Energy Secretary Rick Perry visited Saudi Arabia earlier this month and discussed with officials there bids made by Westinghouse Electric Co. and other U.S. companies to build nuclear reactors in that country. According to Bloomberg News, this would allow the enrichment of uranium as part of that deal. In the past, U.S. agreements have prohibited the enrichment and reprocessing of uranium, thereby negating dealmaking during the Obama years to use American nuclear technology in the Oil Kingdom. 

The Trump administration is seeking to ease the restrictions so as to allow American companies to do business in Saudi ARabia. Discussion about nuclear cooperation agreement -- a 123 Agreement for the section of the U.S. Atomic Energy Act that requires it -- will be held at the White House on Wednesday, read the report. 

Should the U.S. companies win their bids, Trump would thus be able to deliver on a promise of revitalizing the American nuclear industry and compete with Chinese and Russian counterparts. The Saudis are planning to build 16 nuclear power reactors over the next 20 to 25 years at a cost of more than $80 billion, according to the World Nuclear Association.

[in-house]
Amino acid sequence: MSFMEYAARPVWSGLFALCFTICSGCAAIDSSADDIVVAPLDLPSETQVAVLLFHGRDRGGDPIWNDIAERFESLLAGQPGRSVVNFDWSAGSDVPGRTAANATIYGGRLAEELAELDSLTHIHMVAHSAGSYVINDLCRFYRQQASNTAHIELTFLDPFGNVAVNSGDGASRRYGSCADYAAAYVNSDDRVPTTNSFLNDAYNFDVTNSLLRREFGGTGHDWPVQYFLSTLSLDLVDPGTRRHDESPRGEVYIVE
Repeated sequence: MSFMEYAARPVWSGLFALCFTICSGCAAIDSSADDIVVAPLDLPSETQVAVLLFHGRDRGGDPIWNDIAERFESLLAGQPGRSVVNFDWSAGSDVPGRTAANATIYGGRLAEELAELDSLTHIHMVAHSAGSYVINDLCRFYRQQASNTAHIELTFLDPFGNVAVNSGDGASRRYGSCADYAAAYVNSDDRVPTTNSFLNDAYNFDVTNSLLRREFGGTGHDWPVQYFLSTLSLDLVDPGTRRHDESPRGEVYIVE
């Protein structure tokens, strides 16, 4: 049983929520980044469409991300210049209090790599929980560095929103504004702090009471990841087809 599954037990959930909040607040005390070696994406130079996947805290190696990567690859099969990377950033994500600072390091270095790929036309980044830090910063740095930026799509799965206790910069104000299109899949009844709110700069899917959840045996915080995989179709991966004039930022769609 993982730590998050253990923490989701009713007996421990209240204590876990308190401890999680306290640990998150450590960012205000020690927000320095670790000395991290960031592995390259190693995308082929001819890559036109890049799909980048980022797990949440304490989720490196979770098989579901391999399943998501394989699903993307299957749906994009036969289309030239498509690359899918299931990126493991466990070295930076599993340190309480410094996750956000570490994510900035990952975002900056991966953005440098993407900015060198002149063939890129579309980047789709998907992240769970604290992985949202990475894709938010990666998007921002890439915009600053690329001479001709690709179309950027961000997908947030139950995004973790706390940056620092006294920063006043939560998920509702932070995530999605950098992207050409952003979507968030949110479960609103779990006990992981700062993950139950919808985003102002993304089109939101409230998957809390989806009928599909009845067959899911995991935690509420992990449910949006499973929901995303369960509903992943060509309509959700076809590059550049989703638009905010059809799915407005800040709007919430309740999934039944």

Westinghouse is now a subsidiary of the Japan-based Toshiba Corp., going bankrupt in March after it experienced delays in producing its AP1000 reactors at two U.S. plants. After it declared bankruptcy, Westinghouse will shift its focus to markets outside of the U.S. Its technology is used in more than half the world’s nuclear power plants. Building plants in Saudi Arabia would give Westinghouse a new market. 

Toshiba announced in May that the Westinghouse Nuclear business experienced $6.3 billion in losses, primarily stemming from the purchase of the construction company that is building its plants in South Carolina and Georgia. Thousands of Westinghouse employees were laid off this year.



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Martin Barillas is a former US diplomat and the editor of Spero News.

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